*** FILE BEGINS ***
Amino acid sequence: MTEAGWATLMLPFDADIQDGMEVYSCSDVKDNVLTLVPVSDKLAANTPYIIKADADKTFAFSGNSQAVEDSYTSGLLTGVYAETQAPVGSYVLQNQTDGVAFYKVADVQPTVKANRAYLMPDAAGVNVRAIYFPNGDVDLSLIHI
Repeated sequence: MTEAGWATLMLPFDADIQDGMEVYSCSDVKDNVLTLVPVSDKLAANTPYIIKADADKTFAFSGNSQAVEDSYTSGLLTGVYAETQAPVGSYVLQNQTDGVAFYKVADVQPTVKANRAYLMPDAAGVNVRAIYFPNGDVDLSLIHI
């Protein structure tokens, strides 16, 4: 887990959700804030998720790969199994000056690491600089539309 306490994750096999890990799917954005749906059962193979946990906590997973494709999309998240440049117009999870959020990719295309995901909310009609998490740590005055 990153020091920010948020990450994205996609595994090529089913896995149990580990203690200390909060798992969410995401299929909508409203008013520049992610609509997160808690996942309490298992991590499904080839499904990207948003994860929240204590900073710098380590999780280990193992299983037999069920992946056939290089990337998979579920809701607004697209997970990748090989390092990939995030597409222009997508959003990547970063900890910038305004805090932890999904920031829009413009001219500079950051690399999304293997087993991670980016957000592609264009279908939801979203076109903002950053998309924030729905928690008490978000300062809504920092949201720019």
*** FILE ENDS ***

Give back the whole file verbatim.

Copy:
Amino acid sequence: MTEAGWATLMLPFDADIQDGMEVYSCSDVKDNVLTLVPVSDKLAANTPYIIKADADKTFAFSGNSQAVEDSYTSGLLTGVYAETQAPVGSYVLQNQTDGVAFYKVADVQPTVKANRAYLMPDAAGVNVRAIYFPNGDVDLSLIHI
Repeated sequence: MTEAGWATLMLPFDADIQDGMEVYSCSDVKDNVLTLVPVSDKLAANTPYIIKADADKTFAFSGNSQAVEDSYTSGLLTGVYAETQAPVGSYVLQNQTDGVAFYKVADVQPTVKANRAYLMPDAAGVNVRAIYFPNGDVDLSLIHI
């Protein structure tokens, strides 16, 4: 887990959700804030998720790969199994000056690491600089539309 306490994750096999890990799917954005749906059962193979946990906590997973494709999309998240440049117009999870959020990719295309995901909310009609998490740590005055 990153020091920010948020990450994205996609595994090529089913896995149990580990203690200390909060798992969410995401299929909508409203008013520049992610609509997160808690996942309490298992991590499904080839499904990207948003994860929240204590900073710098380590999780280990193992299983037999069920992946056939290089990337998979579920809701607004697209997970990748090989390092990939995030597409222009997508959003990547970063900890910038305004805090932890999904920031829009413009001219500079950051690399999304293997087993991670980016957000592609264009279908939801979203076109903002950053998309924030729905928690008490978000300062809504920092949201720019």